A Place to Bury Strangers Brings the Noise

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A Place to Bury Strangers is not your father's shoegaze band.

Moreover, labeling them as revivalist shoegazers takes for granted the ingenuity and showmanship of the Brooklyn-based trio's driving force, Oliver Ackermann. During live performances, he tosses his guitar around like an unwanted toy, generating sounds that disturb and compliment the songs.

More Who than Slowdive, more Ramones than Ride, no one in the band stands idly staring at the rarely washed stage floors as feedback pitches scream throughout the room. Beneath the Jesus and Mary Chain firmament of feedback lies 21st-century textures constructed around Ackermann's sonic vision.

Some bands simply exist to perform live while their records suffer. On the other hand, others release exceptional albums only to leave fans disappointed in their inability to capture the album's magic live. In any era, It is rare to find a band who can enrapture an audience with a visceral, confrontational live performance, yet maintain the magic captured in the studio. Although not always successful, APTBS tries just that, leaving everything they have both in the studio and on the stage.

Their new LP, Transfixation (released yesterday), reveals new approaches to unique sounds that are distinctively theirs. A graduate of Rhode Island School of Design, Ackermann constructed, and continues to construct, effects pedals to match the sounds in his head. In a time when many bands have creative control over how they record their music, inventing circuit-bending devices like custom pedals and keyboards has become a necessity.

To achieve APTBS' signature sound, Ackermann created a company called Death by Audio. Its products, such as pedals like "Supersonic Fuzz Gun" and a five-channel distortion box aptly titled "Apocalypse," have become coveted items by a who's who of guitar heroes, including The Edge and Kevin Shields of My Bloody Valentine. According to Ackermann, his twin legacies -- being a member of a successful and well-respected band plus effects pedal inventor -- are inseparable.

"Recording today is a whole new ballgame," Ackermann said via telephone recently. "It allows bands to be aware of every element of the recording of the song. These days musicians and performers fall into two categories: they either want to be popular and famous or they want to be known for their artistry."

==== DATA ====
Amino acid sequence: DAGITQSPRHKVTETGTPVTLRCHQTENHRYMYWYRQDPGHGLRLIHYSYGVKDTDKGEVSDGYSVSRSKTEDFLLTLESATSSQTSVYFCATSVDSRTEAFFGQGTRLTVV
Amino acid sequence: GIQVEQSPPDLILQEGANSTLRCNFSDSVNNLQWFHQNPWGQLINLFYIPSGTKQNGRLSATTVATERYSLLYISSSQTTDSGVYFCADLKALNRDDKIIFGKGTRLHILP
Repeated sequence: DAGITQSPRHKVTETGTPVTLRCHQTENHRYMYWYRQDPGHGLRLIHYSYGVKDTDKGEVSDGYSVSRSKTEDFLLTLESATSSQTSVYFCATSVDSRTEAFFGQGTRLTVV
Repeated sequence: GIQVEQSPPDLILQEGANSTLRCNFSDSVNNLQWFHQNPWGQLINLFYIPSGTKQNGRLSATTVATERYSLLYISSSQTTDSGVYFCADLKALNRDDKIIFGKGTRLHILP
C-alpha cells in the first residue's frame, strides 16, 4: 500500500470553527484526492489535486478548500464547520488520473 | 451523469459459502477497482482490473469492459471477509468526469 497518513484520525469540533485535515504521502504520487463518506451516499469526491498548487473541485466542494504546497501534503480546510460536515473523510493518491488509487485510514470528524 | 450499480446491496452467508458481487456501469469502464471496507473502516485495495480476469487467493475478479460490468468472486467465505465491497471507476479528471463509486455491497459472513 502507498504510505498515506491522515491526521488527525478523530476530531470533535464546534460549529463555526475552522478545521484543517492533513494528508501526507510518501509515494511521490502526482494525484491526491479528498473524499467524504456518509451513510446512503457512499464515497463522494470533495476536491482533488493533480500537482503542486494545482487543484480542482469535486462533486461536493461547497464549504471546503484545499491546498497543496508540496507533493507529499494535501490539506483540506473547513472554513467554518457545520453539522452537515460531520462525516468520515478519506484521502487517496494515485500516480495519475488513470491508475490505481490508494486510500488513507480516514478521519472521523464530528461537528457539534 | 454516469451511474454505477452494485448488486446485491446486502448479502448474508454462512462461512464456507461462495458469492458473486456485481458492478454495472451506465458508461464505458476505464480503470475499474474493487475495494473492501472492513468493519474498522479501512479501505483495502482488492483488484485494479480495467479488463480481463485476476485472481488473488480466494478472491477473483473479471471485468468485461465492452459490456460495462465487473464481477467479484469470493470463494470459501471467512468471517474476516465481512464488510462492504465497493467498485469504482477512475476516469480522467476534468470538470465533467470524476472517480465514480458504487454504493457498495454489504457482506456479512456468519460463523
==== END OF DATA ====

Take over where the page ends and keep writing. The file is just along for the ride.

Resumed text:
Not surprisingly, the very modest Ackermann's modus operandi is to develop his art and continue the band's sonic explorations. Some tracks on Transfixation will remind fans of the band's signature sound, but their new lineup -- including bassist Dion Lunadon and hard-pounding drummer Robi Gonzalez -- pushes that sound into new territories. On "I Want to Die," Ackermann abandons his typical Lou Reed sprechgesang vocal style for Ian McKaye-like screams.

"That song that you hear on the record was written in that moment, and at that moment and it wasn't working out," he offers. "I was sort of pissed off and it just sort of came out. I even rewrote other lyrics for that song, but it was never as good as that take."

There's no irony attached to the title, he deadpans.

"No, not really," says Ackermann. "We're all going to die."

Story continues on the next page.

Conversely, standout track "What We Don't Know" sounds overwhelmingly elated. Ruminating over the band's usual moody atmospherics, Ackermann says that, for him, "Music is always a reflection of how you are feeling, and like life, it too is filled with ups and downs.

"And at that time, our positive feelings affected the song's vibe," he adds.

A quick, once-over listen to Transfixation cannot be justified when trying to understand APTBS' approach. "Now It's Over" assumes the straight-ahead punk rhythms of Joy Division's Stephen Morris, but "I'm So Clean" is anything but. "Lower Zone's" instrumental drone suggests that the band should consider scoring soundtracks for movies, television and especially video games.

"We may have appeared on a video game, but I would love to do soundtrack work, if we're approached to compose one," Ackermann muses.

When asked which filmmaker he would like to score a soundtrack for, he demurs.

"Oh, man, that's tough," he says. "That would depend on how interesting the project is. But, man, I would love to compose a soundtrack for a film one day."

Another advantage to the band's new lineup is their work ethic. After quite a bit of turnover, Dion and Robi's level of dedication and investment in APTBS indicates adventurous times ahead. The trio recorded nearly 30 songs for this album. Even though only 11 made the cut, their productivity suggests a Kid A-like shift on the group's horizon.

"This record came out in a different way with different procedures," remarks Ackermann.

On the other hand, APTBS's live shows are spectacles of pure showmanship. In 2008, they supported Nine Inch Nails and perfectly complemented Trent Reznor and company. Mesmerizing and explosive, their shows can recall Dinosaur Jr., Sonic Youth and the Ramones. When on tour, they have a very specific sound in mind, and with that, they bring their own sound guy.

"Every room is different, and how those sounds adapt to each room all have to be factored," Ackermann says.

Although the band's influences are distinct, it's worth asking whether any guilty pleasures lurk in any of APTBS's songs.

"Absolutely, even ridiculous stuff we hear throughout our lives influence how we sound," Ackermann admits. "I mean, I'm sure hearing Huey Lewis & the News has influenced us in some way."

So could a cover of "Heart of Rock & Roll" even be possible?

"Well, maybe," Ackermann hesitates. "You never know."

A Place to Bury Strangers performs Thursday with special guests Creepoid and My Education at Fitzgerald's, 2706 White Oak. Doors open at 8 p.m.

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